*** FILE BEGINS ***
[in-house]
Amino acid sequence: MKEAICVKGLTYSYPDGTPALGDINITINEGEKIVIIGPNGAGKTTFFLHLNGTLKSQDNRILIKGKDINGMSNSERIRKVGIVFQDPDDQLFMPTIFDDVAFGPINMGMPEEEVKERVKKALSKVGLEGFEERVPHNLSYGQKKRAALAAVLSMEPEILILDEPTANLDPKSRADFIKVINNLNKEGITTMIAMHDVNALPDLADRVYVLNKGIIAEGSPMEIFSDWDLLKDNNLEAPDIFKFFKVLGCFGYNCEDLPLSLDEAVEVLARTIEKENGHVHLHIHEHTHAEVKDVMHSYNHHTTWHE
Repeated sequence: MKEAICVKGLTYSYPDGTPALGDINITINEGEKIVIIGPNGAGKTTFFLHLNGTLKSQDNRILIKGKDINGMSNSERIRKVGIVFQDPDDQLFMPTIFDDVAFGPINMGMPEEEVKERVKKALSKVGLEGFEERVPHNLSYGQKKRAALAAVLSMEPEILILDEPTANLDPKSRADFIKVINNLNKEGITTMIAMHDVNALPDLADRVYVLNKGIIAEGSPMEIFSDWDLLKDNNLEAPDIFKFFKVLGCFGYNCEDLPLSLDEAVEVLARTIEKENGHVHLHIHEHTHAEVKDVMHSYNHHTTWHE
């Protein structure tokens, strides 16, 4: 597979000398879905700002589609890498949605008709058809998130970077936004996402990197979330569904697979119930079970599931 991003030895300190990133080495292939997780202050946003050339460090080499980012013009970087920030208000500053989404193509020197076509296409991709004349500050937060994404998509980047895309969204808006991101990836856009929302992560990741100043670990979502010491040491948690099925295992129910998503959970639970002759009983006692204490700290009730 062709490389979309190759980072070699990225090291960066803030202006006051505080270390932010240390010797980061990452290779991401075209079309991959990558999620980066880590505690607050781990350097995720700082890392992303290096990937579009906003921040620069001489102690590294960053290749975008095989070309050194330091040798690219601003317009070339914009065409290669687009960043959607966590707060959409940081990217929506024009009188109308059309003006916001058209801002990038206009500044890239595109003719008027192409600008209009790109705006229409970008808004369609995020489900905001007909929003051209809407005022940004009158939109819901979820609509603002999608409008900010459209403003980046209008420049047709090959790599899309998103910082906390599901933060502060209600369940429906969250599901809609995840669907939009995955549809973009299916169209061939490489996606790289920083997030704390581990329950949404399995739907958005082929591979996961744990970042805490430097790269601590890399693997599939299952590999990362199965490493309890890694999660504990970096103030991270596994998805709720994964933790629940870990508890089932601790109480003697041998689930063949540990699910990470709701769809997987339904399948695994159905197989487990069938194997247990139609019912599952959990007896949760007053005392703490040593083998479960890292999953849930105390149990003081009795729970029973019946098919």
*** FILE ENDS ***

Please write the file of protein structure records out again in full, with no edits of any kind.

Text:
[in-house]
Amino acid sequence: MKEAICVKGLTYSYPDGTPALGDINITINEGEKIVIIGPNGAGKTTFFLHLNGTLKSQDNRILIKGKDINGMSNSERIRKVGIVFQDPDDQLFMPTIFDDVAFGPINMGMPEEEVKERVKKALSKVGLEGFEERVPHNLSYGQKKRAALAAVLSMEPEILILDEPTANLDPKSRADFIKVINNLNKEGITTMIAMHDVNALPDLADRVYVLNKGIIAEGSPMEIFSDWDLLKDNNLEAPDIFKFFKVLGCFGYNCEDLPLSLDEAVEVLARTIEKENGHVHLHIHEHTHAEVKDVMHSYNHHTTWHE
Repeated sequence: MKEAICVKGLTYSYPDGTPALGDINITINEGEKIVIIGPNGAGKTTFFLHLNGTLKSQDNRILIKGKDINGMSNSERIRKVGIVFQDPDDQLFMPTIFDDVAFGPINMGMPEEEVKERVKKALSKVGLEGFEERVPHNLSYGQKKRAALAAVLSMEPEILILDEPTANLDPKSRADFIKVINNLNKEGITTMIAMHDVNALPDLADRVYVLNKGIIAEGSPMEIFSDWDLLKDNNLEAPDIFKFFKVLGCFGYNCEDLPLSLDEAVEVLARTIEKENGHVHLHIHEHTHAEVKDVMHSYNHHTTWHE
């Protein structure tokens, strides 16, 4: 597979000398879905700002589609890498949605008709058809998130970077936004996402990197979330569904697979119930079970599931 991003030895300190990133080495292939997780202050946003050339460090080499980012013009970087920030208000500053989404193509020197076509296409991709004349500050937060994404998509980047895309969204808006991101990836856009929302992560990741100043670990979502010491040491948690099925295992129910998503959970639970002759009983006692204490700290009730 062709490389979309190759980072070699990225090291960066803030202006006051505080270390932010240390010797980061990452290779991401075209079309991959990558999620980066880590505690607050781990350097995720700082890392992303290096990937579009906003921040620069001489102690590294960053290749975008095989070309050194330091040798690219601003317009070339914009065409290669687009960043959607966590707060959409940081990217929506024009009188109308059309003006916001058209801002990038206009500044890239595109003719008027192409600008209009790109705006229409970008808004369609995020489900905001007909929003051209809407005022940004009158939109819901979820609509603002999608409008900010459209403003980046209008420049047709090959790599899309998103910082906390599901933060502060209600369940429906969250599901809609995840669907939009995955549809973009299916169209061939490489996606790289920083997030704390581990329950949404399995739907958005082929591979996961744990970042805490430097790269601590890399693997599939299952590999990362199965490493309890890694999660504990970096103030991270596994998805709720994964933790629940870990508890089932601790109480003697041998689930063949540990699910990470709701769809997987339904399948695994159905197989487990069938194997247990139609019912599952959990007896949760007053005392703490040593083998479960890292999953849930105390149990003081009795729970029973019946098919």